William W. Goodrich
William W. Goodrich

Even though it wasn’t his area of responsibility, FDA Legal Counsel (1939-1971), Prof. William W. Goodrich, was probably the first senior US law enforcement agent to deduce that the innocent baby that Rehnborg, Mytinger and Casselberry had first baptised a ‘New Business Model’ (later to become popularly known as: ‘Multi-Level Marketing’) was actually the same old delinquent previously known a 'pyramid scam.’ Again, anyone with an ounce of common-sense could work out immediately that, since Rehnborg had been peddling medical alchemythe strong likelihood was that Mytinger and Casselberry were peddling economic alchemy. The sinister trio of quacks were obviously acting in association, but agents of the Food and Drug Administration and those of the Federal Trade Commission acted independently. At this time, anti-racketeering legislation did not yet exist in the USA. However, in the late 1940s, the rapidly-expanding ‘XX Supplement’ dossier was already in the hands of FTC lawyers. Apparently, prosecutors still never considered the possibility that they might be dealing with persons suffering from severe psychological problems and whose own inflexible delusions were contagious. Instead, they still felt obliged to take no action; this time reasoning that Mytinger and Casselberry appeared to have found a loophole in federal law prohibiting fraud. For even today, the fundamental identifying characteristic of all pyramid scams and Ponzi schemes, has not yet been accurately defined by legislators. As a result, another updated version of an age-old fiction was permitted to be mass-marketed as fact to an unsuspecting publicYet again, the lack of any rigorous official challenge only brought its authors more credibility. Not surprisingly, a host of copy-cat 'income opportunity' swindles (camouflaged by banal, but pricey, wampum) quickly sprang up.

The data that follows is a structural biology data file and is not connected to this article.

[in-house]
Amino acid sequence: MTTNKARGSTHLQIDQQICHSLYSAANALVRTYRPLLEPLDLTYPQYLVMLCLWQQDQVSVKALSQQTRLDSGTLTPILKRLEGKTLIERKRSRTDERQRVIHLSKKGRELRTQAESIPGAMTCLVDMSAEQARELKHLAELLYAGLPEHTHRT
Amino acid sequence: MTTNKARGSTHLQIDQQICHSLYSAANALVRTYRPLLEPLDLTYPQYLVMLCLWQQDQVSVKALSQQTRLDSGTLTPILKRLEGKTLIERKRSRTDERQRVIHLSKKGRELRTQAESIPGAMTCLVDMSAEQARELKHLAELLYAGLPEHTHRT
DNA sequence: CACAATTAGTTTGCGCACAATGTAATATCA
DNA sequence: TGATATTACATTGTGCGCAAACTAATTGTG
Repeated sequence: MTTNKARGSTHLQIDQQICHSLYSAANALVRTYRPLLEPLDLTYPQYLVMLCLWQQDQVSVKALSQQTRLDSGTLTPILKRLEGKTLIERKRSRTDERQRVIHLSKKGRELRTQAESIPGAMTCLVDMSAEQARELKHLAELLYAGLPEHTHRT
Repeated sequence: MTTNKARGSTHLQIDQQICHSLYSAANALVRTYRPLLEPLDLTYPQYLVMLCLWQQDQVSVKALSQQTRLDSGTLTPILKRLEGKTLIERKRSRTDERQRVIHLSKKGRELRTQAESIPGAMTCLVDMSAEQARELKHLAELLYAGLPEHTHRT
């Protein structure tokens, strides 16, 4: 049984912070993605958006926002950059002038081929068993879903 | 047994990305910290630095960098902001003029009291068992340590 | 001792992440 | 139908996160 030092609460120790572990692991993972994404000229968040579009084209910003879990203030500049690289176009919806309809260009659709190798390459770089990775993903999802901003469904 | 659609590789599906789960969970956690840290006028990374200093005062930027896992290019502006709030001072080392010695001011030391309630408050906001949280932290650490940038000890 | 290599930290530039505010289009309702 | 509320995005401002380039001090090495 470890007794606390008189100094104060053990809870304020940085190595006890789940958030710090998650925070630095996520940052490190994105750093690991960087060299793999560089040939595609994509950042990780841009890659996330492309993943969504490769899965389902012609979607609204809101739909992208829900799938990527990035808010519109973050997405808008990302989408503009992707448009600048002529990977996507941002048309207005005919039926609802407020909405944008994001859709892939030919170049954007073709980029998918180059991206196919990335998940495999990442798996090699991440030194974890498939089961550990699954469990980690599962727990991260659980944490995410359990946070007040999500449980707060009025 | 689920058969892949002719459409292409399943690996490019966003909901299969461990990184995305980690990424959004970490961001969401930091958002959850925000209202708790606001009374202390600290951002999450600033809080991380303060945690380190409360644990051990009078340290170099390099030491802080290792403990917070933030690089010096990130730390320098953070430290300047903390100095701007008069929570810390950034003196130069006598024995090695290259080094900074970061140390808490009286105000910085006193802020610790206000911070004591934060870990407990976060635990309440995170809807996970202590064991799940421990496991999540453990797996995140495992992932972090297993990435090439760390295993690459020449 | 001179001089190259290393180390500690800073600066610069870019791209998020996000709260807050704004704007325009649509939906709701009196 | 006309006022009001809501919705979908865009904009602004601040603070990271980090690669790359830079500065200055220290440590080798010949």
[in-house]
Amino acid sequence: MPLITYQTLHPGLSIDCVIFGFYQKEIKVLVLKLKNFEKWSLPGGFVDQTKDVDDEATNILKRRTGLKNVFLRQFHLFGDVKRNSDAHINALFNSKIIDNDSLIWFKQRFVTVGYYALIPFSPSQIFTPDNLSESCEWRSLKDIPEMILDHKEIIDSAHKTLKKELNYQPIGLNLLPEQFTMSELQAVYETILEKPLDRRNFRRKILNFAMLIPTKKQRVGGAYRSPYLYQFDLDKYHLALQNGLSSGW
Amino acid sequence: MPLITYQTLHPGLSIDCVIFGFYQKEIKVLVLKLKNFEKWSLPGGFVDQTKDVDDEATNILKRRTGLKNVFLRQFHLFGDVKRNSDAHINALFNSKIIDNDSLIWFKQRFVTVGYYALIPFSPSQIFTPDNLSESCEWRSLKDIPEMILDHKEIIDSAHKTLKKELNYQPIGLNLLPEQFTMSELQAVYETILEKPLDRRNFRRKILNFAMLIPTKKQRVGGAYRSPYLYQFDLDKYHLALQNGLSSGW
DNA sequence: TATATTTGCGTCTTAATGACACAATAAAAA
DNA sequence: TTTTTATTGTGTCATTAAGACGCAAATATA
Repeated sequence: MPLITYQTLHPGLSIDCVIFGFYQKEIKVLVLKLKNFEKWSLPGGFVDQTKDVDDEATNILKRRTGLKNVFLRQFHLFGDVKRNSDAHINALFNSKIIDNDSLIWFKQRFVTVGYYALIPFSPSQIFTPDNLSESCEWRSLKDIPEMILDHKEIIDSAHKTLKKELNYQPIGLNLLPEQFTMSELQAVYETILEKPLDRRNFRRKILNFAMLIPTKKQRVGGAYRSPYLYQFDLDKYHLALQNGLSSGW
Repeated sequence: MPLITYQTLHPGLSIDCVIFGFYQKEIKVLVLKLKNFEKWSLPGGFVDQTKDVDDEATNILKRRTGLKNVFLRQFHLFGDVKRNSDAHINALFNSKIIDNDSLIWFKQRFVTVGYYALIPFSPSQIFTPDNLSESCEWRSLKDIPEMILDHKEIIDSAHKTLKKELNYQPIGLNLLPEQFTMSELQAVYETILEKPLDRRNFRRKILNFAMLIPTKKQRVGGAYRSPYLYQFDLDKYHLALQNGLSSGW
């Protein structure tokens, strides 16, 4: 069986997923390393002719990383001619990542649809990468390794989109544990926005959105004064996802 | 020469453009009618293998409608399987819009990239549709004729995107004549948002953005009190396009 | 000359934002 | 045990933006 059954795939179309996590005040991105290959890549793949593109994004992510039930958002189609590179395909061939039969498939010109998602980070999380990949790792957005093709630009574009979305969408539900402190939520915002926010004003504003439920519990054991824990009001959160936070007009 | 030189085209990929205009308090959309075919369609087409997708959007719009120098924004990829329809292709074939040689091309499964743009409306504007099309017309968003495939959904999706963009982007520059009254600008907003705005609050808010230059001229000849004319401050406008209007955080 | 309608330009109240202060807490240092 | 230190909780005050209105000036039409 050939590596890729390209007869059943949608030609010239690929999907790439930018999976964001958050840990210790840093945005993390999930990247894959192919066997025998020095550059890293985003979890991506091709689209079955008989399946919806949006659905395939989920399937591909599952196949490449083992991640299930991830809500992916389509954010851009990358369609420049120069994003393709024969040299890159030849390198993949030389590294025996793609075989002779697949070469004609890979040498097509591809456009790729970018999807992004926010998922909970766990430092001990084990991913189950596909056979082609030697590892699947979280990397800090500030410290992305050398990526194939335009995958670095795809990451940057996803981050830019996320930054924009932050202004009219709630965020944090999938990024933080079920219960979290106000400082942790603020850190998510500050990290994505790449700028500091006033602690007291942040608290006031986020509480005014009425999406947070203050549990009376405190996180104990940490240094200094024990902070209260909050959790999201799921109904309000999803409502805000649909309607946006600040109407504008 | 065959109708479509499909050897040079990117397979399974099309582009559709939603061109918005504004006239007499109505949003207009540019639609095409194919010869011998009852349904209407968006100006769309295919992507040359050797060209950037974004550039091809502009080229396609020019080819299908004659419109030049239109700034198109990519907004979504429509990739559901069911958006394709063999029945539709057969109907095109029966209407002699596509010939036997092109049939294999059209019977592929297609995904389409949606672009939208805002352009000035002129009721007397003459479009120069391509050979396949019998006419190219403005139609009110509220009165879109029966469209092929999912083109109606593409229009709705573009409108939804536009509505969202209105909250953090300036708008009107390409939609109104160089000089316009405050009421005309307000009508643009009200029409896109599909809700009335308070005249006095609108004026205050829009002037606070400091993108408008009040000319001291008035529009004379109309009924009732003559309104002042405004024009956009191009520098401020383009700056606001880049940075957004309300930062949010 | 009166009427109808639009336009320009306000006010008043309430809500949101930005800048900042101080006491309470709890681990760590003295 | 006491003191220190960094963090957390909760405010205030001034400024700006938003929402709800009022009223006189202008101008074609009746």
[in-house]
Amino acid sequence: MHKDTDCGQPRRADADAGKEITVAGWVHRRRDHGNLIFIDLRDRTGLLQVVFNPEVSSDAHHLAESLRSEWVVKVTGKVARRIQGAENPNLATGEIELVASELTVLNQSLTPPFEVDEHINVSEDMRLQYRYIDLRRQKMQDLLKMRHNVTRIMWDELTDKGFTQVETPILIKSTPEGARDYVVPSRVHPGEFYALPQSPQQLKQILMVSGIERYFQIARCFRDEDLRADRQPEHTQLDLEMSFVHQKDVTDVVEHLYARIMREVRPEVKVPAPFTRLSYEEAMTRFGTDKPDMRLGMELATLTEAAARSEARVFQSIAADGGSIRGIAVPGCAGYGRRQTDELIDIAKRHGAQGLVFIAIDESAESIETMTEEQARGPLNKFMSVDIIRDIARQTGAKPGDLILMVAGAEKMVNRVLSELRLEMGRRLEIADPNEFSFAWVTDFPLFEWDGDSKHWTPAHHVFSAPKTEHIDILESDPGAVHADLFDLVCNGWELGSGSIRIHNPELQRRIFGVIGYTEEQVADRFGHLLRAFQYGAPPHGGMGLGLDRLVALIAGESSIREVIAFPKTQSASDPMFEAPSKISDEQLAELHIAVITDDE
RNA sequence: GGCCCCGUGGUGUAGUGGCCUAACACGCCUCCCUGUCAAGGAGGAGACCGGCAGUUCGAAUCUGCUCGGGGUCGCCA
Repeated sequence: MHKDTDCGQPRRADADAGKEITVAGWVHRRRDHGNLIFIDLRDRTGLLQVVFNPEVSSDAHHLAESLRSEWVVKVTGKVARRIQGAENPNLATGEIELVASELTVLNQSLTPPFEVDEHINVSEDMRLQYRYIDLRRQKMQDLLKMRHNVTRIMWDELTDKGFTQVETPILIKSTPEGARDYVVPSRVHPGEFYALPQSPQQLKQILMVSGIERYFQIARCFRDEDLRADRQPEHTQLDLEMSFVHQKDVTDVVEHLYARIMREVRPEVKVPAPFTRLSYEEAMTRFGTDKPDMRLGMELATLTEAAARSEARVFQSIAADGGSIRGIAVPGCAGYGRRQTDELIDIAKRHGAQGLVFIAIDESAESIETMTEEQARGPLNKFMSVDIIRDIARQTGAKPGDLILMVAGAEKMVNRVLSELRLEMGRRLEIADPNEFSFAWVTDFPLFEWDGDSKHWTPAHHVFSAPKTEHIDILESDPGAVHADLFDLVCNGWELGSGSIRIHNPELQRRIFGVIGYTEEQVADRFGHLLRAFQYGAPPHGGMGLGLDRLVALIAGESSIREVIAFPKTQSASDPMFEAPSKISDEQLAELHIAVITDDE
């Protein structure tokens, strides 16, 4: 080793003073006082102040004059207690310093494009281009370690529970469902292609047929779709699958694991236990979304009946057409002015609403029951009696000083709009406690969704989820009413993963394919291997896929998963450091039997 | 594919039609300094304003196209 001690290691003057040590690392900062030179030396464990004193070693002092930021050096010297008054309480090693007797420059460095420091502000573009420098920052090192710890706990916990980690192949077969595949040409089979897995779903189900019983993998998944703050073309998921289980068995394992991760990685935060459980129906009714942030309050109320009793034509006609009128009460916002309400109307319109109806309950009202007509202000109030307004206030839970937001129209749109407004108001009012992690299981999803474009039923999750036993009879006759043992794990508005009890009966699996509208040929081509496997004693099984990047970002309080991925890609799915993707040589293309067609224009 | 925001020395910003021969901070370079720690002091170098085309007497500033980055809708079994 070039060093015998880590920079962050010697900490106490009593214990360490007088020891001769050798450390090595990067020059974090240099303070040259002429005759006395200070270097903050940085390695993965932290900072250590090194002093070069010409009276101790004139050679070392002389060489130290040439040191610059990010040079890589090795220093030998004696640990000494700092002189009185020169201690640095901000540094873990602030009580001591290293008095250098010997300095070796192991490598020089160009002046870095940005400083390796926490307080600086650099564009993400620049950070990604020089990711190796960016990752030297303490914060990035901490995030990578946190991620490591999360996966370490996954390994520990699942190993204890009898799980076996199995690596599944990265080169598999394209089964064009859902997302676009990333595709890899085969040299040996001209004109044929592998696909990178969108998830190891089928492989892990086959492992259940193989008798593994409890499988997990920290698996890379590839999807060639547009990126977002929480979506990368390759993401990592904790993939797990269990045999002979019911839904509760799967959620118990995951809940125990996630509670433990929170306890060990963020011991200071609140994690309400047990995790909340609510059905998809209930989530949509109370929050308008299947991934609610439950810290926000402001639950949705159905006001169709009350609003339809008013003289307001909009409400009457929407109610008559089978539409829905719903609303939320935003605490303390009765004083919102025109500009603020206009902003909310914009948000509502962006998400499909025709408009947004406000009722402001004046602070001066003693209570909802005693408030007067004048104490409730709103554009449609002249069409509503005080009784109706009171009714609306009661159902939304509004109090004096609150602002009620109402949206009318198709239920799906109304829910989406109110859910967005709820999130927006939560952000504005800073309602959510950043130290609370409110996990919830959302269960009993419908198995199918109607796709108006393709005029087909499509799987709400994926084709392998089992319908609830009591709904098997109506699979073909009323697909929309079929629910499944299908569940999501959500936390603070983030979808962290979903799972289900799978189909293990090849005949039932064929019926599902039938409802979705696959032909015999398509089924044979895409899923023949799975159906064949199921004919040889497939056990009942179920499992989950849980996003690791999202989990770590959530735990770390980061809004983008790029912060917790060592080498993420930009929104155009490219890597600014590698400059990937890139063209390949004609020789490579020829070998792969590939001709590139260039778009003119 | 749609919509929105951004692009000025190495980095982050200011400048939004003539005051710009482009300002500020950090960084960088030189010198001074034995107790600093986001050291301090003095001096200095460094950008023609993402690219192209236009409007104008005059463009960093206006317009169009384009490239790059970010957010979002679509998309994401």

By 1947, Rehnborg, Mytinger and Casselberry were steadfastly pretending  ‘15 000 Successful Distributorships in the USA,’ with ‘sales’ totalling ‘$500 000 dollars per month.’ Mytinger and Casselberry had also organised the production of a ‘Free’ booklet, ‘How to Get Well and Stay Well’, in which they further pretended that ‘Nutrilite Double X Supplement’ had ‘cured or greatly helped such common ailments’ as : ‘Low blood pressure, Ulcers, Mental depression, Pyorrhoea, Muscular twitching, rickets, Worry over small things, Tonsillitis, Hay Fever, Sensitivity to noise, Underweight, Easily tired, Gas in stomach, Cuts heal slowly, Faulty vision, Headache, Constipation, Anaemia Boils, Flabby tissues, Hysterical tendency, Eczema, Overweight, Faulty memory, Lack of ambition, Certain Bone conditions, Nervousness, Nosebleed, Insomnia, Allergies, Asthma, Restlessness, Bad skin colour, Poor appetite, Biliousness, Neuritis, Night blindness, Migraine, High blood pressure, Sinus trouble, Lack of concentration, Dental caries, Irregular heartbeat, Colitis, Craving for sour foods, Arthritis, Rheumatism, Neuralgia, Deafness, Subject to colds.’

Carl.F. Rehnborg circa 1947